What the heck happened to US electrical power?
When this all started out, Thomas Edison selected a nice round 100V DC for household power. Power was delivered as +100V and -100V (to reduce voltage drop). Lights went between one of the 100V's and neutral (0V). Motors went between +100 and -100 for 200V.
However, as the system loaded up, it became apparent Edison needed to deliver more power. So Edison told all the light bulb manufacturers "Make your bulbs for 105V". After a year, Edison bumped the DC voltage to 105/210V.
Then Edison told light bulb manufacturers "Make your bulbs for 110V". After a year, Edison bumped the DC voltage to 110/220V.
And then, Edison/GE lost the War of the Currents to Tesla/Westinghouse.
Westinghouse said "What do we do with all this +110/0/-110V DC infrastructure now in place?" Tesla said "Leave it. We will choose an AC voltage that will make the bulbs the same brightness and do the same work". Which they did; 110xsqrt(2) peak, or 110V "RMS".
Now that that distribution transformers were easy, it now became feasible to sell electricity to the hoi polloi, and industrialists like Samuel Insull (the Jeff Bezos of the age) set to the task. The sales messages were everywhere -- get yourself electricity! Your 110V/220V is waiting for you!"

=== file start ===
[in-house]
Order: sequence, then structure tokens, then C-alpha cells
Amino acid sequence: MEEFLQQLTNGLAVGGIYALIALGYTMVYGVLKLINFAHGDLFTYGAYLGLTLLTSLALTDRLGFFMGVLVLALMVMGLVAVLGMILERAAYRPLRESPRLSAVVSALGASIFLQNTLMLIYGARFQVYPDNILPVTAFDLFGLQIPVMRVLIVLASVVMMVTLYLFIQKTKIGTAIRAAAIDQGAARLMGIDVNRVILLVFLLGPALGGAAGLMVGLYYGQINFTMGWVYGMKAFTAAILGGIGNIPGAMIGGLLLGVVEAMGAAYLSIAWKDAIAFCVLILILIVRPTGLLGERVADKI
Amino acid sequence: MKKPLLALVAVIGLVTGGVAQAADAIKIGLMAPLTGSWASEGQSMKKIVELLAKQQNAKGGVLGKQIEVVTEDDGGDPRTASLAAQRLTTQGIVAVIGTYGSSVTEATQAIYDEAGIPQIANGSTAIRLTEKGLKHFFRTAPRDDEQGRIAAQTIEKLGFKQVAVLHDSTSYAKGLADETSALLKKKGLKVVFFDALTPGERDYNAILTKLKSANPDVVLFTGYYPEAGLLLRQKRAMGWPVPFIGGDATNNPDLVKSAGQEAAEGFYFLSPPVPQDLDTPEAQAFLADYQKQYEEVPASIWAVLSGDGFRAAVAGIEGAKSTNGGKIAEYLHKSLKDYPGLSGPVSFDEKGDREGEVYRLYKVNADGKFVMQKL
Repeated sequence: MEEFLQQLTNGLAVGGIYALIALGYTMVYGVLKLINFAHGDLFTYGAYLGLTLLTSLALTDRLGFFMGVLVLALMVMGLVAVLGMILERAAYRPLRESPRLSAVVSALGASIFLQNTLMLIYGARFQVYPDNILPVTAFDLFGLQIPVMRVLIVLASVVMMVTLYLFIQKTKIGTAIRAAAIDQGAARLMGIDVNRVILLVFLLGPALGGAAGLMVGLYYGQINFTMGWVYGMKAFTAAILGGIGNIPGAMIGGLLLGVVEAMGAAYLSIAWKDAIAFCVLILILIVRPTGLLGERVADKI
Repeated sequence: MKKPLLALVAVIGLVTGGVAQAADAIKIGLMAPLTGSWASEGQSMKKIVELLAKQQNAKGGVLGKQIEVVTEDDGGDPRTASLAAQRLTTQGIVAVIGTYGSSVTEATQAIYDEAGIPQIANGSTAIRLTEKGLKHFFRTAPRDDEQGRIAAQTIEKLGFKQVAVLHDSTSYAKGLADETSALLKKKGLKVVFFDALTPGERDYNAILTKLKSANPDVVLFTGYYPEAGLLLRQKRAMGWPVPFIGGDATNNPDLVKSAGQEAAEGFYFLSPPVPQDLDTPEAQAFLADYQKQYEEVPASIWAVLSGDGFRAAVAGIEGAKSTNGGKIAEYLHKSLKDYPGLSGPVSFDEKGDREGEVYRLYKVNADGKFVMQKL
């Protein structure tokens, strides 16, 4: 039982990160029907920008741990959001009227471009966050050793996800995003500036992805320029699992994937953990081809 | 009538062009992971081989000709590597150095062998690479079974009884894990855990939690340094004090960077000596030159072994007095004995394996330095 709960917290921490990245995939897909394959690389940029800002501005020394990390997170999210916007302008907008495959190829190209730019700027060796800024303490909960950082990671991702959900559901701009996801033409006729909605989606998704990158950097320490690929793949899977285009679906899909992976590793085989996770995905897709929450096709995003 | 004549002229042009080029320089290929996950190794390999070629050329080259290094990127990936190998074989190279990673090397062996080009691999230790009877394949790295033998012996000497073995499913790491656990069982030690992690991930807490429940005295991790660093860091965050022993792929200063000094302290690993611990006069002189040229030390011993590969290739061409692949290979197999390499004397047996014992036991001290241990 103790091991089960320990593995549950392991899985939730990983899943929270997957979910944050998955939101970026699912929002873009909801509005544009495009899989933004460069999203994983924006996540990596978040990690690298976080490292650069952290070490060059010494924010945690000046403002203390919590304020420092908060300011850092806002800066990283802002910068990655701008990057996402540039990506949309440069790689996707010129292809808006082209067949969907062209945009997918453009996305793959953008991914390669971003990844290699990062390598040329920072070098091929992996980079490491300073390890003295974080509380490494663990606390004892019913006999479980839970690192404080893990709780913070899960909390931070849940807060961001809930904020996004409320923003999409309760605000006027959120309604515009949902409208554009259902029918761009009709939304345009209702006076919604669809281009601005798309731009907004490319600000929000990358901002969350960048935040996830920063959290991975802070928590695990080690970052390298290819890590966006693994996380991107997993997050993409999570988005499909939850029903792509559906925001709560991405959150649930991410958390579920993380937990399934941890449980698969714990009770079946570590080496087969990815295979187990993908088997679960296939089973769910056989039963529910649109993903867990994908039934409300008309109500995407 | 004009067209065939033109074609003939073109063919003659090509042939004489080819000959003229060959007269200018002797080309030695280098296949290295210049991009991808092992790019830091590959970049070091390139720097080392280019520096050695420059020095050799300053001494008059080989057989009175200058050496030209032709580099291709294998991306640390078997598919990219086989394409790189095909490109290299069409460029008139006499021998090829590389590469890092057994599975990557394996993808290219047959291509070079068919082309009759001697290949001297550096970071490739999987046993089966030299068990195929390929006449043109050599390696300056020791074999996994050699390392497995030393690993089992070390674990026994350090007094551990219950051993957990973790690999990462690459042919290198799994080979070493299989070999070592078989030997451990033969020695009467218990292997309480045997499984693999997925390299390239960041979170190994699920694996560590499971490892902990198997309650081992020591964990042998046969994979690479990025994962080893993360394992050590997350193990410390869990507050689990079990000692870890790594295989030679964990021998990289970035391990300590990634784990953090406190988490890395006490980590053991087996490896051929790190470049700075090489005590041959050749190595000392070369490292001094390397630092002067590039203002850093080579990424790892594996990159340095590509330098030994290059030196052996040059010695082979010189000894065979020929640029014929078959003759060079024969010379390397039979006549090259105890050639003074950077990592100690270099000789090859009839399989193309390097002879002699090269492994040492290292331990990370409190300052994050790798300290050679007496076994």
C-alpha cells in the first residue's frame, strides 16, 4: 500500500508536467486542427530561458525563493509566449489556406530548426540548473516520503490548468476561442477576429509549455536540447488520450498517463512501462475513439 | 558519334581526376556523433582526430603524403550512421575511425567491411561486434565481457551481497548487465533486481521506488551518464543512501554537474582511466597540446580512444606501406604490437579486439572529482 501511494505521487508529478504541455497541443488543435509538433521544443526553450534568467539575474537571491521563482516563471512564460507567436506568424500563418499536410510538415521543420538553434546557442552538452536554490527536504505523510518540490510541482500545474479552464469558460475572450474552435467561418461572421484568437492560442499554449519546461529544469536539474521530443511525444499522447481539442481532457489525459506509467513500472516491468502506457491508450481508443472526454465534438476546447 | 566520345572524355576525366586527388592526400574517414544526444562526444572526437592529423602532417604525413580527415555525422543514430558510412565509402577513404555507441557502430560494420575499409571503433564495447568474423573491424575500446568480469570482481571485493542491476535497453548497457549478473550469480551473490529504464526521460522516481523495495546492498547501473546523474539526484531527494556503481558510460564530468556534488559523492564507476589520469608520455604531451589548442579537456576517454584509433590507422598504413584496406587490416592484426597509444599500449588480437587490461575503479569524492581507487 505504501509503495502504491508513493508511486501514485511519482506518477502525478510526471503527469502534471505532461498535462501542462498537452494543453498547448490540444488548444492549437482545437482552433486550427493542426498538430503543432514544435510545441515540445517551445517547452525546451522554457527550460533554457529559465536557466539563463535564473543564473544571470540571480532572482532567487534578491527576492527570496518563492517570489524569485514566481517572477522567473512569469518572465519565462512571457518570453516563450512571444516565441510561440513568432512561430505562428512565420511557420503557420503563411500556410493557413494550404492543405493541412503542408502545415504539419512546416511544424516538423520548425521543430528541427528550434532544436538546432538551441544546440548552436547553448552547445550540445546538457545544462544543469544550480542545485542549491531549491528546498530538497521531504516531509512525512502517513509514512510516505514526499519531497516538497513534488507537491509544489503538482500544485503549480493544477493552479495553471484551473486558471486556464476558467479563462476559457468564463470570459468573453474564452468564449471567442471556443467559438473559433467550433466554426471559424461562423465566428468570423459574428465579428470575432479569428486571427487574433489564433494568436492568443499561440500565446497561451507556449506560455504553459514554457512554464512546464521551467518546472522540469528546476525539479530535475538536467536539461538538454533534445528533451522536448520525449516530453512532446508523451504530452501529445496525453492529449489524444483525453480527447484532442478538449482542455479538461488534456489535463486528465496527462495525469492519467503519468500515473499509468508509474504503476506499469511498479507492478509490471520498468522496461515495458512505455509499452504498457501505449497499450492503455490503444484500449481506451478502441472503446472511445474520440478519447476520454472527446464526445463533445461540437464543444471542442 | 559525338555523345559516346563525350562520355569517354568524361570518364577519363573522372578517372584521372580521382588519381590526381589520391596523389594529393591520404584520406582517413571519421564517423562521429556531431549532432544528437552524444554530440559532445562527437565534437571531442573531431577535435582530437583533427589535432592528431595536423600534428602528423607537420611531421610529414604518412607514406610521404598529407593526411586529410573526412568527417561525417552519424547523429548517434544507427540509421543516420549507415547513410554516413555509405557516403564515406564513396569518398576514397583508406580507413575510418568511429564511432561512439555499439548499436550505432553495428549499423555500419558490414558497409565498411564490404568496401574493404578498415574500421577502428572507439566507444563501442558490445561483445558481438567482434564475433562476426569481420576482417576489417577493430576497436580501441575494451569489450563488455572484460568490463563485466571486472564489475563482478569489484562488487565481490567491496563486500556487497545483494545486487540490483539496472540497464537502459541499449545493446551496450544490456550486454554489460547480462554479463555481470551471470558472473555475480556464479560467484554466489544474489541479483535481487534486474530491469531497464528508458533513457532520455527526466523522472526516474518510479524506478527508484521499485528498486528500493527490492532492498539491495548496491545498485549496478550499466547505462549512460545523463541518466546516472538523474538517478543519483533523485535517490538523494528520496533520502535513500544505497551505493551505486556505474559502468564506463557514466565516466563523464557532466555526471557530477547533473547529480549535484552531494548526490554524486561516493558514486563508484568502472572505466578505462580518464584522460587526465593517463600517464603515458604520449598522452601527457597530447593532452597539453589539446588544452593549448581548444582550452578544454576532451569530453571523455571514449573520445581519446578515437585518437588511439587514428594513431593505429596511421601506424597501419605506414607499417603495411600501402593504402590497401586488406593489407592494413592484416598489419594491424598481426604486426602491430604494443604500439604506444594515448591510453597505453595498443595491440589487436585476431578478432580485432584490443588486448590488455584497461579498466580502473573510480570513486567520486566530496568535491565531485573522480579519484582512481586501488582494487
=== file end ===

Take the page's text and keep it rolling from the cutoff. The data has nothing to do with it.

It was the biggest technology rollout in the history of history. So the sales and marketing campaign was HUGE. It made "110V / 220V" a household name.
Of course, the AC power companies realized the same thing as Edison, and called up the light bulb manufacturers and said "Please start making your bulbs for 115V." And the manufacturers said "we know the drill".
And then some time after, "120V" rinse wash repeat.
And then World War II happened.
And the light bulb manufacturers said "Yeah, yeah, 125V". And the power companies said "We didn't say anything, we're fine at 120V. Actually... yeah, do that."
And there we sit today.
But of course, thanks to that 100 year old marketing blitz, "110V/220V" has taken on the character of "Xerox". It's just a household name, and has no reflection on reality.
US/Canada AC power is actually targeted for 120V/240V, with a wide tolerance. 246V is well within that tolerance.
If your printer manufacturer can't tolerate 246V then they cannot sell in North America.